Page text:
College Campuses Are Not Gun-Free Zones

Wishing for something to be true does not make it true. Declaring an area to be gun-free is wishful thinking. We know campuses are not gun-free zones from the news reports of campus shootings.

Declaring an area to be a gun-free zone discourages law-abiding citizens from carrying guns there, but it encourages people who intend to commit crimes with firearms because it gives them some assurance they will not meet with armed resistance from law-abiding citizens.

Even the most dim-witted among us can surely see that such a declaration invites criminals to engage in firearm-related crimes in an area where they know law-abiding citizens will not shoot back. This could be mass shootings, robberies, rape, or any crime in which an armed criminal wants more assurance of having the upper hand. Criminals, by definition, do not obey the law.

Declaring an area to be a gun-free zone makes it more likely that a gun crime will occur there.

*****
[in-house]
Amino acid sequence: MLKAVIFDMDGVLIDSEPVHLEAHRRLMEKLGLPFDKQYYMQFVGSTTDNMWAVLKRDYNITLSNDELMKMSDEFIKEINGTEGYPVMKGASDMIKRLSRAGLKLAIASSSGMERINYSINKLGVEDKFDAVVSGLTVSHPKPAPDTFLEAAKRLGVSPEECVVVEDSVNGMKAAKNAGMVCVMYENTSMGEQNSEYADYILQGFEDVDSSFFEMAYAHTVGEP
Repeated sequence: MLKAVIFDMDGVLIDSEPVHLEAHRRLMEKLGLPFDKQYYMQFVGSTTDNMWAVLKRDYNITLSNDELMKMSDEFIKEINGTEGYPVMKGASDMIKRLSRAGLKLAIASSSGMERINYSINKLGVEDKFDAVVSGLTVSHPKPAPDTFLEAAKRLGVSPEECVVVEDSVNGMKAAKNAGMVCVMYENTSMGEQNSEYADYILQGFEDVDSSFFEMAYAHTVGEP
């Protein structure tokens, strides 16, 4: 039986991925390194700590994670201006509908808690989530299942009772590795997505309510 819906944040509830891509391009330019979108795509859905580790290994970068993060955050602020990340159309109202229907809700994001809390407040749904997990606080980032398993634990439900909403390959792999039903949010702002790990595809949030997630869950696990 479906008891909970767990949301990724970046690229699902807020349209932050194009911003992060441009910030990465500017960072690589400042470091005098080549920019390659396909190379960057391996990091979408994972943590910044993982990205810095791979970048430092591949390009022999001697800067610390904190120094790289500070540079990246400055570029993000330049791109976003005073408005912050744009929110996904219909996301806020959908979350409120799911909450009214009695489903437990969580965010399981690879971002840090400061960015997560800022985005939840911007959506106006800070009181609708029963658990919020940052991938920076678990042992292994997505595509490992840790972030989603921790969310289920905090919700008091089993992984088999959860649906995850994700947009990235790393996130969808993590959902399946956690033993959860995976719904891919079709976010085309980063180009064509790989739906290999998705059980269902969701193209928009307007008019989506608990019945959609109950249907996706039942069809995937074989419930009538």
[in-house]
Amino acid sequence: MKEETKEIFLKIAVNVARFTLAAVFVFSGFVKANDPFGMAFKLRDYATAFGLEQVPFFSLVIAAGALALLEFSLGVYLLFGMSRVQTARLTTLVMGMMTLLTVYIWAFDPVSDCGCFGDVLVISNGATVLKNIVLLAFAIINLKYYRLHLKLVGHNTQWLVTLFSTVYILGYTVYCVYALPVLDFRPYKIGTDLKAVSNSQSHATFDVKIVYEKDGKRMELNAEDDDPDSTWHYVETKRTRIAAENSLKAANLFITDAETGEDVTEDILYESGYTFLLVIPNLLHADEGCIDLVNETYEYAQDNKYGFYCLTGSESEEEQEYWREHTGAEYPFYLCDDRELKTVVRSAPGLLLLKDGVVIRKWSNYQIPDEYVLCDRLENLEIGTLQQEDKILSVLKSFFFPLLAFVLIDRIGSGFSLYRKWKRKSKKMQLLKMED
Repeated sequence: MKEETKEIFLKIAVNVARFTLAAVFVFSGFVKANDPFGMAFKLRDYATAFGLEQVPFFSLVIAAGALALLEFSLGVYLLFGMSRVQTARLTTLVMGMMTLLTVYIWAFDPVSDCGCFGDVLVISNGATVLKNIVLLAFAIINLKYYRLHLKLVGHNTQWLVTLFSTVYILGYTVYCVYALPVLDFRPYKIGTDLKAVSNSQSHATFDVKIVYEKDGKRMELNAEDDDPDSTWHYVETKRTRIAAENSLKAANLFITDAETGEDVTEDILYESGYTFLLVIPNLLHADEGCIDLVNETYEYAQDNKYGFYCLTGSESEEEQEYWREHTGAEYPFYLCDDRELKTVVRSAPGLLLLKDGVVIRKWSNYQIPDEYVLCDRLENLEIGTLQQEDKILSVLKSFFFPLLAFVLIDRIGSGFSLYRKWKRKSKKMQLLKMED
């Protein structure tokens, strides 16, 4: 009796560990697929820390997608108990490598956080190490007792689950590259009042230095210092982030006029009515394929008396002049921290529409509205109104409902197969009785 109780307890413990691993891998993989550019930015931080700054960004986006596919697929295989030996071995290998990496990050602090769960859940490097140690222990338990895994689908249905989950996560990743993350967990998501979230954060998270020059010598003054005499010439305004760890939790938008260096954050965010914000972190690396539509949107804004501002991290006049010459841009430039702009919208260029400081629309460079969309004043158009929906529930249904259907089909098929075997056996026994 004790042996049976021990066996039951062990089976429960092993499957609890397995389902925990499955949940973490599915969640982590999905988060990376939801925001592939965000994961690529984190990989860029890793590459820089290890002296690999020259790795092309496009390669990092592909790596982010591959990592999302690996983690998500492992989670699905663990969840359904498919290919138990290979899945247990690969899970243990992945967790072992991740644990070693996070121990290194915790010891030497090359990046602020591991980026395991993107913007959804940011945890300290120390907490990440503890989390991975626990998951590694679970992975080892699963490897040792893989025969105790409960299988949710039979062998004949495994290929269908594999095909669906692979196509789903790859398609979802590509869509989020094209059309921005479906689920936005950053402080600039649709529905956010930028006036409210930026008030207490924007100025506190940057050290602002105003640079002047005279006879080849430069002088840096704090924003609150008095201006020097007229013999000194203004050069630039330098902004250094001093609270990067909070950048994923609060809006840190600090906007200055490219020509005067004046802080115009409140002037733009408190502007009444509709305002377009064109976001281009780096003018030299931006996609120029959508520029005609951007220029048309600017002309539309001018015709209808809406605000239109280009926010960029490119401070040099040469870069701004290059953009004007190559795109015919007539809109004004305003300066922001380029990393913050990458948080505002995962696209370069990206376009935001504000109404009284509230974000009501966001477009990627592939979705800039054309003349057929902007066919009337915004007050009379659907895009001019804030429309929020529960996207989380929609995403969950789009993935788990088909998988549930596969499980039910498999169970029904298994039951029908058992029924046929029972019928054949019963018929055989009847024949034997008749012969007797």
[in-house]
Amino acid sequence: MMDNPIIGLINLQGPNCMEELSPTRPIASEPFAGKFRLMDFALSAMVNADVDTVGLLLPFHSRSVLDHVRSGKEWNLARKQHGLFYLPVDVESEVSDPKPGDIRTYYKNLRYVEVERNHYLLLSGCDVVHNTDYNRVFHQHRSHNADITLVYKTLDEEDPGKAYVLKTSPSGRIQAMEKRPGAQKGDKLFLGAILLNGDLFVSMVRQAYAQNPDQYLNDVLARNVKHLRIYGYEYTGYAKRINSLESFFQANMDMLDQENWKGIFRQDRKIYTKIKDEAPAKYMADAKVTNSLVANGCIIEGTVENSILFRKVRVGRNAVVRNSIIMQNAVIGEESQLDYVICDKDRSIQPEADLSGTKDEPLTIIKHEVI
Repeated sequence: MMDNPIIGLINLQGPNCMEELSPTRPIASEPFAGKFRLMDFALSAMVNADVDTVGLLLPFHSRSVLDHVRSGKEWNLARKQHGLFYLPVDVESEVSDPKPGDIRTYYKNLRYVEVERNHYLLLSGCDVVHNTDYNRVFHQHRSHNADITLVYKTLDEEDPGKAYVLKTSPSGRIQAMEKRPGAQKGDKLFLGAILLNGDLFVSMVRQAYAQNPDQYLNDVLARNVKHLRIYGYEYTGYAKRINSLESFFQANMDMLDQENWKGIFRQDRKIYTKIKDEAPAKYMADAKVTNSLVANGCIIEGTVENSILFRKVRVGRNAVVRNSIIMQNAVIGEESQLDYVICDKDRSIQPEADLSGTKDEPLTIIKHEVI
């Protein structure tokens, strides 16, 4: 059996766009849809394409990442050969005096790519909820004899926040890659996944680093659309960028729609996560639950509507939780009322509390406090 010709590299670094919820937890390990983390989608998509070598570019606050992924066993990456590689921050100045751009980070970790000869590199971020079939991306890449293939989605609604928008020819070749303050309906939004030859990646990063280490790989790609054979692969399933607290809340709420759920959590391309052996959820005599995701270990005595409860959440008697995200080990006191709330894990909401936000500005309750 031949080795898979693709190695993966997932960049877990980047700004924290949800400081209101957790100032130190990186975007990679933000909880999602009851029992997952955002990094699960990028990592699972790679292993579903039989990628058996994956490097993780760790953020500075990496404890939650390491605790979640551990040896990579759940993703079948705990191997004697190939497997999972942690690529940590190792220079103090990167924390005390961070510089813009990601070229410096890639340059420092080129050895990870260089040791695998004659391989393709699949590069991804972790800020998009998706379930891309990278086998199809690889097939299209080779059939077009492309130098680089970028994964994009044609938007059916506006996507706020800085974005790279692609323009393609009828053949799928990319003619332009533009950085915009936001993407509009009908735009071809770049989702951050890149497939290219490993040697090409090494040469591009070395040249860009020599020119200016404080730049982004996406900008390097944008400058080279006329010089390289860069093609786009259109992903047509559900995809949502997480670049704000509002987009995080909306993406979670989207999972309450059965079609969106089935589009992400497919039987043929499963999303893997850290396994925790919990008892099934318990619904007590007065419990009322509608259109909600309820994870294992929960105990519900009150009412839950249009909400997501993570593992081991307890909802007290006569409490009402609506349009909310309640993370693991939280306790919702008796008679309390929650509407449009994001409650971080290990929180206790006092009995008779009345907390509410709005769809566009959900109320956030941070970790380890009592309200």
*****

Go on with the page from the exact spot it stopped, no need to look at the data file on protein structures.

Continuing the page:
The argument in favor of declaring an area a gun-free zone is that despite the news reports, mass shootings and other gun crimes are relatively rare, and there is a bigger risk of accidental harm from the actions of law abiding citizens than from criminals. The benefit from preventing accidents by law-abiding citizens outweighs the increased risk of gun crimes that gun-free zones encourage.

The only reasonable argument in favor of gun-free zones is that the threat from armed law-abiding citizens is greater than from armed criminals.

Randall G. Holcombe is a Research Fellow at the Independent Institute and DeVoe Moore Professor of Economics at Florida State University. His Independent books include Housing America (edited with Benjamin Powell); and Writing Off Ideas.
Posts by Randall G. Holcombe | Full Biography and Publications
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